By Wayne Kruse Special to The Herald
Organizers of the big Anacortes Salmon Derby are hoping this weekend eases in with better weather conditions than the lumpy crud that greeted last year’s flotilla and was responsible — at least in part — for a depressingly low total weigh-in.
Just 101 chinook hit the derby scales last year, compared to 131 in 2010, and last year’s 18.96-pound first-place winner was a distinct fall-off from the 27.48-pound pig that nailed top money in 2010.
Assuming half decent water, the outlook is good for a return to better derby days. Catch rates in the islands were pretty good over the weekend, as state Department of Fish and Wildlife creel samplers checked 33 fishermen at the Washington Park ramp west of Anacortes on Friday with 13 blackmouth, and on Sunday, 48 with 10 fish. The ongoing Frank Wilson Memorial Blackmouth Derby out of Friday Harbor also sported a new leader Monday, as Gene James assumed top spot with a 22.57-pound fish.
The banks on the east end of the Strait of Juan de Fuca have been particularly productive for several weeks, according to Dash One Charters owner/skipper Jay Field, a derby coordinator.
“If the weather’s good enough to allow the guys to get out to the banks, there should be fish available, especially on Saturday’s soft tides,” Field said. “Salmon Bank has been good, along with Hein (stay in Area 7) and Smith Island. But that brings up a hard choice, given that the banks are usually a numbers game rather than big fish producers. Do you run out there and hope to pick a nice one out of the crowd, or stay inside and grind out that big loner?”
Last year’s winner came from Sucia Island, up north, but Sucia has been slow so far this season, Field said. Better bets, in his opinion, would be Tide Point, Obstruction Pass, Spring Pass, West Beach, Point Doughty and Waldron Island.
Field recommends small, red or orange, plug-cut herring, or 3-inch Kingfisher or Coho Killer spoons. Flies would be another good choice for fish that have been feeding primarily on canclefish. He would work “in the dirt” at the standard 90- to 120-foot level, but wouldn’t hesitate to go deeper, or to set one rod 20 feet off the bottom.
Two things to remember this weekend. First, you’ll need the current 2011-12 license for Saturday (March 31), but a new 2012-13 license for Sunday (April 1). And second, the Bellingham Bay closure on Sunday is not particularly significant, except that it also closes Guemes Channel to fishing.
While action in the islands is improving, the best winter chinook fishing remains out on the Strait. Checks at Olson’s Resort in Sekiu on Sunday showed 30 fishermen with 27 blackmouth.
Here’s a list of year-around lakes planted this spring out of the Whitehorse Hatchery, according to state hatchery specialist Scott Meechan: Cranberry Lake (Deception Pass), 3,000 rainbow; Lake Ballinger, 2,000; Blackman’s Lake, 2,000; South Gissberg Pond, 2,500 (at Smokey Point; north pond is juveniles-only fishing); Lake Shoecraft, 2,500; and Silver Lake, south Everett, 4,000 rainbow.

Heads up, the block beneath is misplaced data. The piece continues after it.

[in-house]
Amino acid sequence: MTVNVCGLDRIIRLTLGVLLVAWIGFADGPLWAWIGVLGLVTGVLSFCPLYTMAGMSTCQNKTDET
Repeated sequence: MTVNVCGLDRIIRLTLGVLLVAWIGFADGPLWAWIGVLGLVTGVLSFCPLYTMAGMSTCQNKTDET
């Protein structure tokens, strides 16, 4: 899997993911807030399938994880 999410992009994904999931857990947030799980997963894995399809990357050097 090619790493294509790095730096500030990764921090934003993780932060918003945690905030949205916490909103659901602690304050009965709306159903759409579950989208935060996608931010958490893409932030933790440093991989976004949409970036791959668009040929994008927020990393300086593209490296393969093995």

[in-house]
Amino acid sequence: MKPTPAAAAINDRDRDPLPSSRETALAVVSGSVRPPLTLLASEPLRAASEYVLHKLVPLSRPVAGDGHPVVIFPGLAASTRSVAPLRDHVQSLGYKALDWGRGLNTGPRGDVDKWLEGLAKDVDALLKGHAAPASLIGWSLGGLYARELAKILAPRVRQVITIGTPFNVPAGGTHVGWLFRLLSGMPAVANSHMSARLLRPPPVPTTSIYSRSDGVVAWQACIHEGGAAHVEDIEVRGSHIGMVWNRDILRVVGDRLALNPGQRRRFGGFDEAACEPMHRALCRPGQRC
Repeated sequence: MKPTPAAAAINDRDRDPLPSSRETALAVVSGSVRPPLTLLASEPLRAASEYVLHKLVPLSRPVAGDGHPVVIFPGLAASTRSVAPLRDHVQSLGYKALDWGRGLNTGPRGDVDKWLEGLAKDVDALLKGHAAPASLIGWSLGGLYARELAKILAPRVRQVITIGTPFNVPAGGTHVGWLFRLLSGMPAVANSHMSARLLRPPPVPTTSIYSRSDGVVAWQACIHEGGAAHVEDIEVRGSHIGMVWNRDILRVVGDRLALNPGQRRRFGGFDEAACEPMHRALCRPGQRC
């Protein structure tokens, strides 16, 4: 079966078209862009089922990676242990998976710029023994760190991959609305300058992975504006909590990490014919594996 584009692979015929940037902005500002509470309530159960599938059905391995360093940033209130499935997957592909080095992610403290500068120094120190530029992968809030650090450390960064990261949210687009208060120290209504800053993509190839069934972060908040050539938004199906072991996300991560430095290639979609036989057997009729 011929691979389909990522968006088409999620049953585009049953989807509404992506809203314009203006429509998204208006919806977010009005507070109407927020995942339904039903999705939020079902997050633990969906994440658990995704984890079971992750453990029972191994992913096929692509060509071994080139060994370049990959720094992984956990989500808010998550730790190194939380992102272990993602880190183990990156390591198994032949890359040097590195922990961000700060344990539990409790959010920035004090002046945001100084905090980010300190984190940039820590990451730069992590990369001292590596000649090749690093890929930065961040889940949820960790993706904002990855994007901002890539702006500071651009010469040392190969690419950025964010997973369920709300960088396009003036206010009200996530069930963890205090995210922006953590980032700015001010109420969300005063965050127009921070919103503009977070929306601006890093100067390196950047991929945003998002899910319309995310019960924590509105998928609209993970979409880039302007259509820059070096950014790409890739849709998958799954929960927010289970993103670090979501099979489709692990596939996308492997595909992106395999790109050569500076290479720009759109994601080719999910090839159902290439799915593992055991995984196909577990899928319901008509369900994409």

All of these trout were nice-sized, 21/2-to-the-pound fish, Meechan said. The next state plants in this area start April 9, from the Arlington Hatchery.
Shrimp season set
This spring’s recreational spot shrimp fishery in local waters — Marine Areas 8, 9, 10 and 11 — has been set from 7 a.m. to 3 p.m. on May 5 and May 11. May 5 is a Saturday, and normally the second day would fall on the following Wednesday. An extreme low tide on May 9, however, forced state shellfish managers to change the traditional setup.
“We didn’t want to leave shrimpers stranded 100 feet from the boat ramp on a low afternoon tide,” said biologist Mark O’Toole in the agency’s La Conner office.
Hood Canal, the state’s best spot shrimp fishery, opens from 9 a.m. to 1 p.m. on May 5, 11, 12 and 16. Marine Area 7, the San Juan Islands, opens at 7 a.m. on May 5 and will be open May 11, 12, 17, 18 and 19.
O’Toole said local shrimp fishers have had a two-day season for about the past four years, except that a third day was added last year because windy conditions kept the catch under quota. And even eliminating the extreme low on May 9, O’Toole said, the tides this time are not ideal.
“Unfortunately, we’re pretty much locked into opening on the first Saturday in May,” he said.
Test fishing has shown, however, that the season should be a good one for sport shrimpers, at least as good as last year’s very productive fishery.
The spring chinook catch rate on the Columbia downstream from Bonneville Dam, including the popular Vancouver area fishery, improved to about a fish for each 14.5 rods over the weekend, still what most anglers would consider slow fishing for this point in the season.
“A good catch rate there can get as high as a fish per boat, on the better days,” said state biologist Joe Hymer in Vancouver. “We’re obviously off to a slow start, although the five-year fish which make up the early part of the run are nice kings in the 18- to 30-plus-pound range.”
He said the more numerous 4-year age class, going 10- to 14-pounds, are starting to show in better numbers now, and that catch rates should be steadily improving.
For more outdoors news, visit Wayne Kruse’s blog at www.heraldnet.com/huntingandfishing.